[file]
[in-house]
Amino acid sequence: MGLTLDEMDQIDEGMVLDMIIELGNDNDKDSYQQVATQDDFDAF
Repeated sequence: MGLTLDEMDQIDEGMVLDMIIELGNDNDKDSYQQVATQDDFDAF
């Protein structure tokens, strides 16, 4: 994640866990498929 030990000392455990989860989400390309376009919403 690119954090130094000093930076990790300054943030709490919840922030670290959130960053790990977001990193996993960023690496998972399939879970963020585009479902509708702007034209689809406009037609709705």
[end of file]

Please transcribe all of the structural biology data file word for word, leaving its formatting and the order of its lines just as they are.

[in-house]
Amino acid sequence: MGLTLDEMDQIDEGMVLDMIIELGNDNDKDSYQQVATQDDFDAF
Repeated sequence: MGLTLDEMDQIDEGMVLDMIIELGNDNDKDSYQQVATQDDFDAF
């Protein structure tokens, strides 16, 4: 994640866990498929 030990000392455990989860989400390309376009919403 690119954090130094000093930076990790300054943030709490919840922030670290959130960053790990977001990193996993960023690496998972399939879970963020585009479902509708702007034209689809406009037609709705």